Along with the Seinfeld deal, 2015 brought about several other major events:
In May, as Amazon has done for Ripper Street and Netflix did for Arrested Development, Hulu rescued The Mindy Project after it was cancelled, ordering 26 new episodes, and getting exclusive streaming rights for the previous 3 seasons. Hulu had been rumored to be a front-runner to rescue Community when it was cancelled by NBC, until it was picked up by Yahoo! Screen.
In June, Hulu entered an agreement with Showtime to manage their own HBO Now-style internet streaming service. As a by-product of the deal, all Showtime shows (like Californication and Penn & Teller: Bullshit!) that previously had been available on Hulu were removed. In an interesting promotional arrangement, Hulu subscribers can add the Showtime service to their existing Hulu Plus subscription at a 25% discount.
Finally, in August, Hulu unveiled a no commercials subscription option, that carries an additional $4 to $6 charge to a normal Hulu subscription. There are some shows (Grey's Anatomy and Once Upon a Time, for example) that will still show pre- and post-episode ads, but under the plan these shows are no longer interrupted by commercial breaks.
As of August 23rd, 2016, Hulu is now by subscription only.
On December 14, 2017, Disney announced that it would acquire Fox's stake in Hulu as part of its acquisition of 21st Century Fox's entertainment properties, giving Disney majority control of Hulu. The deal was finalized in March 2019, and in April of that year AT&T divested its 10% stake in the service. A few weeks later in May, Comcast and Disney announced that Comcast had relinquished its say in the operation of Hulu in exchange for a potentially above market-value buyout in 2024, giving Disney full operational control over the service. While Disney-owned content is largely being directed to the Disney+ streaming service and first-run Fox-branded film content is licensed to HBO for the time being (though said channel, along with HBO Max, is available as an add-on under Hulu), Hulu's new ownership is becoming increasingly apparent through a new crossover brand initiative with FX Networks, titled "FX on Hulu," which will see a large amount of new FX and FXX content premiere on Hulu just a day after airing on cable, and even some new FX-produced original series becoming Hulu exclusives (beginning with Alex Garland's Devs).* Hulu has also allowed some of its higher-profile third-party deals, such as Seinfeld and South Park, to be snatched by other services, though they have made no indication that they are abandoning third-party material entirely.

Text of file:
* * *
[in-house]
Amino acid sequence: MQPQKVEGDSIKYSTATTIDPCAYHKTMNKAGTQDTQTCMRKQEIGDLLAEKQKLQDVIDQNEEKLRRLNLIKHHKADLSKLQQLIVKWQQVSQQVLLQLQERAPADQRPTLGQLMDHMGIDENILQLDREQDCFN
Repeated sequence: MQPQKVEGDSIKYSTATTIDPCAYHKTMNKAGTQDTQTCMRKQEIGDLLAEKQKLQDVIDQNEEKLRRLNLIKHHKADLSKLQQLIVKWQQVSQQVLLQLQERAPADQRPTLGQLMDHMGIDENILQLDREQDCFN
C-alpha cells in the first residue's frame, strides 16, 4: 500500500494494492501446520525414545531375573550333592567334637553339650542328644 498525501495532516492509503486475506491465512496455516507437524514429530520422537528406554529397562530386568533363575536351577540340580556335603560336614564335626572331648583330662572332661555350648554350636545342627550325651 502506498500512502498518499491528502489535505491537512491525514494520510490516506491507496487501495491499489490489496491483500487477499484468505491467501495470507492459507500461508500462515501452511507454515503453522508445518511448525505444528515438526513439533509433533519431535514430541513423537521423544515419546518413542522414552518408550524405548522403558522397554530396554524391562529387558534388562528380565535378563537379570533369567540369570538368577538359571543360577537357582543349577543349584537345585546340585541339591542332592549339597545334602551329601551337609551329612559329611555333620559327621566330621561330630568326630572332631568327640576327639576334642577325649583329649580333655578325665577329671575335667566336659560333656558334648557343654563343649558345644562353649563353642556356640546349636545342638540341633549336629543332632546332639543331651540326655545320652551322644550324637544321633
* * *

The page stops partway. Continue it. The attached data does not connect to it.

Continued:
Coinciding with Disney's takeover of Hulu, it was also announced that an international rollout of the service was planned. However, in August 2020, Disney confirmed that the international counterpart for Hulu would instead be branded under Star (named after Star India, another asset Disney purchased from Fox) due to the lack of the Hulu name's appeal outside the States and Japan, and would not feature any third-party content shown on the US service. Instead, the upcoming Star service will feature content from the namesake Star India, Hulu original programming and content from Disney's non-branded studios including ABC, 20th Century Studios, FX, and most films from Touchstone Pictures and Hollywood Pictures. It is unknown if the Star-branded service will be powered by Hulu's technology or that of BAMTech, the latter of whom powers Disney+ and ESPN+.
U.S. content providers include:
- A&E Networksnote
- AMC Networks
- Discovery, Inc.
- Epix (select shows and film library, including first-run content from Paramount, Lionsgate [through 2019] and MGM)
- Here TV
- IMAX Corporation
- Lionsgate (first-run theatrical films 2020-2021)
Hulu Originals include:
- Baghdad Central
- Battleground (2012), their first original scripted series
- The Bisexual
- Castle Rock
- Dimension 404
- Devs (As part of FX on Hulu)
- Difficult People
- The Great
- The Handmaid's Tale
- High Fidelity
- Into the Dark
- Light As A Feather
- Little Fires Everywhere
- Looking for Alaska
- The Looming Tower
- Love, Victor
- Marvel Cinematic Universe:
- The Mindy Project (Seasons 4-6)
- Mrs. America (As part of FX on Hulu)
- The Orville (Season 3)
- Shut Eye
- Veronica Mars (Season 4)
Tropes pertaining to Hulu include:
- Killer App:
- The Handmaid's Tale gave Hulu an original series that can compete with Netflix, with Hulu's 2017 Emmy win raising the profile of the streaming service.
- For the Occidental Otaku, Hulu has a good selection of anime, both simulcasts and older titles.
- Many fans of Family Guy and Bob's Burgers admitted to getting subscriptions once said shows were pulled from Netflix as Hulu became the only major streaming service offering those shows.
- No Export for You: Hulu is only available in United States and Japan. Furthermore, Hulu Originals are not available in any other country outside the US on simulcast. However, due to the way companies distributes titles, some originals can reach their way months or years after a season was broadcasted in full.
- Screwed by the Lawyers: While "FX on Hulu" is promoted in a way that implies all of the FX and FXX shows will be featured on the streamer, several are unavailable on the service due to existing agreements with other streaming services, similar to Disney+. Examples include Pose and American Crime Story (both of which stream on Netflix) and The Americans (which streams on Prime Video). Others appear to have been deliberately left off the service, namely Louie.
- What Could Have Been: After accepting High Fidelity and Love, Victor from Disney+, Hulu reciprocated the trade when its planned adaptation of The Mysterious Benedict Society was shifted to that service.